Developing Next-Level Leadership Power

Inner strength generates charisma (from the Greek word for “gift”). Give yourself the gift of less stress and greater internal “go.”

Leadership:Making positive change happen.Working with and through others. Seeing and heading off snags to improvement at the earliest levels.Maintaining focus in times of distraction and turmoil.

How can you further develop these attributes? While I could write a book on this (and already have), there are some standout keys to developing make-it-happen leadership power.

Start by understanding leadership begins first with yourself, secondarily with others. There’s an old martial arts expression: “Strong inside, weak outside; Strong outside, weak inside.” It’s difficult to effectively split your attention. If main focus is on projecting an image of omnipotence and omniscience, there’s less energy available to nurture internal strength. The implication is to concern yourself more with your relationship with your own clearsightedness, motivation, stress control, and decision- making, less on the image you want others to see. If you can’t truly motivate yourself, how can you inspire others? Inner strength generates charisma (from the Greek word for “gift”). Give yourself the gift of less stress and greater internal “go.”

Best leaders develop concentric skillsets. First, they grow their internal relationship.Next, they boost their abilities to influence others—motivating positively leading to self-motivation; drawing out and matching strengths to new project requirements; turning conflict into excitement and creativity; uprooting resistance. Third, they elevate change mastery—reacting calmly and successfully to surprising events; planning needed change; then implementing new systems and methods with minimal pushback.

Other keys to next-level leadership power:

Reverse Spider-Man. Have you seen Spider-Man® movies where the hero’s reminded, “With great power comes great responsibility”? Strong leaders understand this in reverse. They know when they take great responsibility for their actions, they’ve entered the realm of great power, even when unexpected events or “crazy” people block the way.

When you’re able to see your contributing part to every outcome, you now have the potential to adjust and redirect events in previously unthought-of directions.When others don’t understand, look at your own communications first (not their orneriness or lack of smarts). If plans peter out, focus first on what you might do differently and how you can breathe new life into them, rather than blaming others’ disinterest or lack of vision.

Connect yourself. Extend your antennae. Perceive others’mood and morale. Is the “quiet” on the floor the tense, held-breath kind or a comfortable silence where others don’t feel the need to talk just to get attention? What are workers’, managers’, and Executives’ personal interests and fears? Do people trust you enough to offer lessthan- flattering feedback? This may not feel great at the time but is often what others are thinking or saying behind your back—and information you can use to improve next time.And do you actively elicit negative concerns, rather than either avoiding or just passively waiting for them to get through obstacles to come your way?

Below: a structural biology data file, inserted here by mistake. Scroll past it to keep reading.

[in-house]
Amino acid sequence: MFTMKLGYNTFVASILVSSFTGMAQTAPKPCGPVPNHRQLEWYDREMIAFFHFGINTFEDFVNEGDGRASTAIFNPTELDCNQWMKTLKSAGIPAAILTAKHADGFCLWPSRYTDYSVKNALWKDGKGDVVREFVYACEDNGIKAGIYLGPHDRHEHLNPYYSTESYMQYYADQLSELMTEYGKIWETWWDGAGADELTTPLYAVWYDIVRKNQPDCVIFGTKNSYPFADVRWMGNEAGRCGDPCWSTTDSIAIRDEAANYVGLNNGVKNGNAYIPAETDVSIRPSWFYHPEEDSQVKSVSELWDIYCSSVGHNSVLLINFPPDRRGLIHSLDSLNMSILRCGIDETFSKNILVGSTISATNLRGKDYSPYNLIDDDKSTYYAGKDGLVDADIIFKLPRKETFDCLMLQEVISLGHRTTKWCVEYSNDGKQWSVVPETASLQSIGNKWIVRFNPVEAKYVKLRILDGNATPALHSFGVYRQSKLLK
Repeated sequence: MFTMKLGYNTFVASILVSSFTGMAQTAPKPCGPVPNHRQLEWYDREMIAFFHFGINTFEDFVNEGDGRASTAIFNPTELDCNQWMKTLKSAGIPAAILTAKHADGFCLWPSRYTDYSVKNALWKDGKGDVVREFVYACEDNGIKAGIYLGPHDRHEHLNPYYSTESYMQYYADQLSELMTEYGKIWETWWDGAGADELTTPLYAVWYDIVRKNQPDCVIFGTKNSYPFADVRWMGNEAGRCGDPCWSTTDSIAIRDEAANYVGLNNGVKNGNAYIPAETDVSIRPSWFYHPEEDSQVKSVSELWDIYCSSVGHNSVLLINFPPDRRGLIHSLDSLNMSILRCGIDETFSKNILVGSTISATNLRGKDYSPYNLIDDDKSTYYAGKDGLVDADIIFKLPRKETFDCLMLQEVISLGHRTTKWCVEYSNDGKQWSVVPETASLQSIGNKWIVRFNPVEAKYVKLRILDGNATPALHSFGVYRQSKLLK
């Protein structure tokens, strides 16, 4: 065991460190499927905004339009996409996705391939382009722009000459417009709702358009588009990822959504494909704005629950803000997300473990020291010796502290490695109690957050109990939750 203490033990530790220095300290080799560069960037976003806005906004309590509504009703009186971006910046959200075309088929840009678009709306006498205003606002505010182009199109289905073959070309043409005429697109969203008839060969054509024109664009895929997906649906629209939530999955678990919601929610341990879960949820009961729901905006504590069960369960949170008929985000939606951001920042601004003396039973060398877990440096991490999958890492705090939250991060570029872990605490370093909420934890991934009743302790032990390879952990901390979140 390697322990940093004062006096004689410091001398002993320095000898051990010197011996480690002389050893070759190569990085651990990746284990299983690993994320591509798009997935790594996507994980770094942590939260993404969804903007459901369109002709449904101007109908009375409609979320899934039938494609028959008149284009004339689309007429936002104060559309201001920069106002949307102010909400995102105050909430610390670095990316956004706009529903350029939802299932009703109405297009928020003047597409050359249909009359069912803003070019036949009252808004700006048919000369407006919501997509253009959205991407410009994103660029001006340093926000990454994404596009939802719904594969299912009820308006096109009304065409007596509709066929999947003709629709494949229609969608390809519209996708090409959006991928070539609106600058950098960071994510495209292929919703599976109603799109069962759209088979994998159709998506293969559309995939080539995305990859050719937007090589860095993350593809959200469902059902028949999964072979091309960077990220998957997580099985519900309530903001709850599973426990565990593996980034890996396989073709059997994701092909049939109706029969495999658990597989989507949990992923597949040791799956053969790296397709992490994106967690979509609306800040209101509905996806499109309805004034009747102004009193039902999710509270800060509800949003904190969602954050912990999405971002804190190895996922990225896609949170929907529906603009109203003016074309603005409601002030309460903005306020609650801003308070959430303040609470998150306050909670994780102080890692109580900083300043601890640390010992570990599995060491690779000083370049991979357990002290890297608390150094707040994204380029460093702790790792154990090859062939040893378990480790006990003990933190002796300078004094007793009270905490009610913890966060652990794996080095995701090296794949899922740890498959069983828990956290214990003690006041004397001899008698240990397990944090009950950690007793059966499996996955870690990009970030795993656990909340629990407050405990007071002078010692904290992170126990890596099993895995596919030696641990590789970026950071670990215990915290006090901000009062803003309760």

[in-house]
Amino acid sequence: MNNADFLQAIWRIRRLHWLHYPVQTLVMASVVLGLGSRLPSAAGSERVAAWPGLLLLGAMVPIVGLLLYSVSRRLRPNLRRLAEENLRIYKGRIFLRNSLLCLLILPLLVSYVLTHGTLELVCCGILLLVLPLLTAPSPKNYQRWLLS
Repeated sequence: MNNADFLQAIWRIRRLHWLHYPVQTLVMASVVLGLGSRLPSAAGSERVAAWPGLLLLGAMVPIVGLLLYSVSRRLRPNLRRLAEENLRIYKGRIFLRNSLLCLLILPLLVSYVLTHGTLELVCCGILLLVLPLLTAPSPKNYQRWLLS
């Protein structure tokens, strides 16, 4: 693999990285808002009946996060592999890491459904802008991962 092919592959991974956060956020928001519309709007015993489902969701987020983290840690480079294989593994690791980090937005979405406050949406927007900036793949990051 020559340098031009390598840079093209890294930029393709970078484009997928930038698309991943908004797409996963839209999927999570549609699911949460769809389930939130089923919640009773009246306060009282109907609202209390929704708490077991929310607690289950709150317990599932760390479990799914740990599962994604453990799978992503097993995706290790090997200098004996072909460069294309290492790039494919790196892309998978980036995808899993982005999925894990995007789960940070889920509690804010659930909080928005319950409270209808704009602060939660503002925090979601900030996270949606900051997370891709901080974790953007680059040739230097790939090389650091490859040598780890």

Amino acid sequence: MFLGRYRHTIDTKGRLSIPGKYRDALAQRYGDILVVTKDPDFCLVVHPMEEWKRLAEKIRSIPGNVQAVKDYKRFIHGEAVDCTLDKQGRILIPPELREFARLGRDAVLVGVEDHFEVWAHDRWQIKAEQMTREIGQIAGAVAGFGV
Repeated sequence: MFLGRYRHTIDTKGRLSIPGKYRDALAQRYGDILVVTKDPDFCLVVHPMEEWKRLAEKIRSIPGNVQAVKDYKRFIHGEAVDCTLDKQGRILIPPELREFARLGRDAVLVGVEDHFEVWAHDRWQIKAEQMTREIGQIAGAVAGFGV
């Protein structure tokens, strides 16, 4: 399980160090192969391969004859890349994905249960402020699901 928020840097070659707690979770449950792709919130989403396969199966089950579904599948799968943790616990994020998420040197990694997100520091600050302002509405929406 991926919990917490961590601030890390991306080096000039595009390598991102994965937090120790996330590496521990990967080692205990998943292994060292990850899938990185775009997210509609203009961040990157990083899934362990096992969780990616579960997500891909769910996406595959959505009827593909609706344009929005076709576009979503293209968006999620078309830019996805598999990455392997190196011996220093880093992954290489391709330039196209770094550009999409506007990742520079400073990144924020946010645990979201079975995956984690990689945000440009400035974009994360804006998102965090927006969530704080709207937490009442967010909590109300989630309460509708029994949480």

Employ the Proximity Principle. Physics’Gravitational Law states the closer two objects are, the greater the force they exert on each other.Whether applied to presenting, influencing or safer lifting, distance reduces power (and risks acting overextended). Make proximity work for you in all communications. Employ closest interactions when you really want to get something done. For example, face-to-face discussions—individual or group— have most power-potential, followed by phone, personal e-mail, and then broadcast messages or posted notices. Prefer video conference to telephone discussion. Strongest leaders know that, while meetings are more upfront expensive than remote call-ins, the former are irreplaceable for strategically aligning staff toward common objectives.

Be it, don’t just wear it.What you truly believe and are committed to leaks out loudly, no matter what messages you wish to transmit. People sense authentic consistency (at very least in the background). Before asking others to accept new strategies, be sure to first work them out in your own mind—perceived negatives, options, strengths. Identify (privately at first, if you wish) your own passions and underlying commitments. Remind yourself of these regularly—most essential in today’s world of mixed agendas.

Develop a culture of alertness. Rather than expecting hypervigilance in a way that can’t be realistically sustained, emphasize curiosity, awareness, and skills for directing attention.Attention is a critical component in leadership, communications, sports, and safety. Always begin with yourself. Practice shifting between background and foreground attention.Monitor externally (morale, workflow, use of equipment, customers’ satisfaction) and internally (personal direction, health, weak areas). Strengthen your ability to command all the “S’s”—Scanning, Selecting, Switching, Sustaining, Seeing ahead, Surrounding, Sensing in, Self-monitoring.

A SmartMoney magazine article defined Power as “the ability to change the future.” By developing your leadership skills to the next level, you can simultaneously realize the power to catalyze great improvements on a scope that might surprise even you.

This article originally appeared in the September 2008 issue of Occupational Health & Safety.

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